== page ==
The other important goal is to convince the program donor for a second phase of the project, thanks to our statistically sound evaluation. If we do it carefully, we can show how the project has performed over the initial four-five years. We may end up with success or failure but the crucial aspect for us is to measure it rigorously. It is a learning phase for us all and we are trying to generate knowledge on the performance of the project with the ultimate objective to impact the livelihood of the poor.
What are the biggest Africa RISING challenges and how do we deal with them?
The two biggest challenges I see are interrelated:
- We have embarked on an AR4D program but USAID is a development, not a research institution. The donor has tasked many CGIAR centres to provide independent, decentralized, [participatory, demand-driven research interventions on the ground but has contracted IFPRI to provide a coherent and unified M&E framework. This leads to the other challenge…
- Our CGIAR colleagues are not economists (they are breeders, plant pathologists, agronomists, etc.) so we have different methods, views, and tools on how to evaluate performances, using also different metrics. The challenge is precisely to integrate the two approaches. Economists conducting evaluations are often too constrained by their background to look at the broader options for evaluation. On one hand, they should put more efforts in understanding agronomist practices, and the different delivery mechanisms through which the interventions spread spatially. On the other hand, agronomists should understand and approve the economic and statistical methods to go beyond input-output measures.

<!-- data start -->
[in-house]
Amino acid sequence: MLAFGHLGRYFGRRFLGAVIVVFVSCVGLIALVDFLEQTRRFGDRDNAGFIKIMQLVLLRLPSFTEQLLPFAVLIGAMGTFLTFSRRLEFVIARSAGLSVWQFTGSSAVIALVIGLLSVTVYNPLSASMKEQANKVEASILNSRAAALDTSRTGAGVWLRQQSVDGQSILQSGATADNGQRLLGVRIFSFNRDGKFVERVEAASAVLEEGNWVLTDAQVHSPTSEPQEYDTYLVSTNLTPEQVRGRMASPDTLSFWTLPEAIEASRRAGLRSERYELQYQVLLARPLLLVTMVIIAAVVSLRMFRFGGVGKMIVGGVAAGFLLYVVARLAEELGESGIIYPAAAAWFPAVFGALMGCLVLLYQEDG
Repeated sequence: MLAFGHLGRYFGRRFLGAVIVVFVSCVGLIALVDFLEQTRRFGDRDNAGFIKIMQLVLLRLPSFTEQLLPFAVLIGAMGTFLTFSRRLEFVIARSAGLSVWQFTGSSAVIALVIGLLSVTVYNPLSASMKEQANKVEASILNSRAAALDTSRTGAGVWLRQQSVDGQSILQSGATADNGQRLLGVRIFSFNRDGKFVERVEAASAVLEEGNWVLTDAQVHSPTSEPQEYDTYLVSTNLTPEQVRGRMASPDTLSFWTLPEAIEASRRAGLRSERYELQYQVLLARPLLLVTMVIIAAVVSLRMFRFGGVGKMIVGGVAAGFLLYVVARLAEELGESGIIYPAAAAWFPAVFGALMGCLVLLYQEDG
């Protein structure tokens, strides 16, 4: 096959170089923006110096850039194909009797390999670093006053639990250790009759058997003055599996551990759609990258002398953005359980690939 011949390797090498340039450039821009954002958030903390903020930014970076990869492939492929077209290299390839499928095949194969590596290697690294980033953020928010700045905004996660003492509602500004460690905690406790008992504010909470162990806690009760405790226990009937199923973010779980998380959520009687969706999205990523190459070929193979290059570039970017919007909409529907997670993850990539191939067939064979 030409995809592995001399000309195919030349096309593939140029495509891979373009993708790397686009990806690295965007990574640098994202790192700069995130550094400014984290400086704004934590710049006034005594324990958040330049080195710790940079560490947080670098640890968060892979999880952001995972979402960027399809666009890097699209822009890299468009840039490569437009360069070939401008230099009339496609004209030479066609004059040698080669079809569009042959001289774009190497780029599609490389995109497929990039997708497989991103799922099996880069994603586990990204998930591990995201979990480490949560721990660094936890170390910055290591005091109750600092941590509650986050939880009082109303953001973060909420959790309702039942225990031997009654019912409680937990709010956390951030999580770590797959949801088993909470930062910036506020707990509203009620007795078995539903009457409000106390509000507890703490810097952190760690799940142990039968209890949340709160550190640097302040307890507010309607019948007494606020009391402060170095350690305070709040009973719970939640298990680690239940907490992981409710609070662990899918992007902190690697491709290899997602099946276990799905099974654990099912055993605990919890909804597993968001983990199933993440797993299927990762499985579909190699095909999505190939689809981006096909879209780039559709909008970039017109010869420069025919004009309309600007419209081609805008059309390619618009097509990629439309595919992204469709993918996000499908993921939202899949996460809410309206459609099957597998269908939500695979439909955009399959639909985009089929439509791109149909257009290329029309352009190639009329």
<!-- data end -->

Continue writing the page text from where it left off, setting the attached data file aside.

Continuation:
One important contribution of economist in that direction is that our actions are driven by (and founded on) statistical principles. We want to say something about the general validity of our conclusions regarding the effects of the treatment provided; that is the biggest challenge.
The contribution of agronomists is that they have a better understanding of how proper research adoption should proceed and how we should look at metrics related to bio-physical science. Taken together we can provide insights about the effects of technology adoption on one side, and on farm inputs/outputs and farmers’ wellbeing on the other.
Anything else you want to share?
I feel sorry about the fact that we built an extremely long and tedious household questionnaire (taking about four hours on average for farmers to complete). Every time we present it to the research teams, the reaction is that the questionnaire is overly long; nevertheless, every time they ask: “can you add this important module for us?”. Some of the questions are perhaps less relevant to them than what they would like to ask but we have to integrate the two approaches in one questionnaire. Trying not to confuse farmers. Hence, it’s quite a task to juggle around those needs. And, in addition, we do not always know which information our agronomist colleagues would like to solicit, so that’s why we try to be as comprehensive as possible, but at a quite substantial cost.